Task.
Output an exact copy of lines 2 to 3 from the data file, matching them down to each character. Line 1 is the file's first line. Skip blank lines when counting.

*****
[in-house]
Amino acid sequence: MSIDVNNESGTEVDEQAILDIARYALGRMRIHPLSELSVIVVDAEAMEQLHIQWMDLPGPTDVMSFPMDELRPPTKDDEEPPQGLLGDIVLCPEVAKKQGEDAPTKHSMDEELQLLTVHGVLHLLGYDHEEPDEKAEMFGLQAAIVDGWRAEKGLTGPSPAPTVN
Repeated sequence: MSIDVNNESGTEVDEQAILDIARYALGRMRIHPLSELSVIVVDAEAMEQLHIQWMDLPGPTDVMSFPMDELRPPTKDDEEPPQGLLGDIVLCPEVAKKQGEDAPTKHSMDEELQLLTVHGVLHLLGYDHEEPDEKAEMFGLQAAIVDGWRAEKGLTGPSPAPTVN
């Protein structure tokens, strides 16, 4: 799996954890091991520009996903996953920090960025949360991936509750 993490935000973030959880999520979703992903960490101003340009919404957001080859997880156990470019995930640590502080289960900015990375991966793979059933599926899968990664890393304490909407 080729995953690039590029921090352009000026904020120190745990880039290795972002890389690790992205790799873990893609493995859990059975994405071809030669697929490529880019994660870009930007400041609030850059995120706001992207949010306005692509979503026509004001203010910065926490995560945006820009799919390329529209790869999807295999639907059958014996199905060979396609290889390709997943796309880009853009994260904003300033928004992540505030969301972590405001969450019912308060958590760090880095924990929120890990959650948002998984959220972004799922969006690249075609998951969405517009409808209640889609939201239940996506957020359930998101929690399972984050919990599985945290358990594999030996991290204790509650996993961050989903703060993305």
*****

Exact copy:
Amino acid sequence: MSIDVNNESGTEVDEQAILDIARYALGRMRIHPLSELSVIVVDAEAMEQLHIQWMDLPGPTDVMSFPMDELRPPTKDDEEPPQGLLGDIVLCPEVAKKQGEDAPTKHSMDEELQLLTVHGVLHLLGYDHEEPDEKAEMFGLQAAIVDGWRAEKGLTGPSPAPTVN
Repeated sequence: MSIDVNNESGTEVDEQAILDIARYALGRMRIHPLSELSVIVVDAEAMEQLHIQWMDLPGPTDVMSFPMDELRPPTKDDEEPPQGLLGDIVLCPEVAKKQGEDAPTKHSMDEELQLLTVHGVLHLLGYDHEEPDEKAEMFGLQAAIVDGWRAEKGLTGPSPAPTVN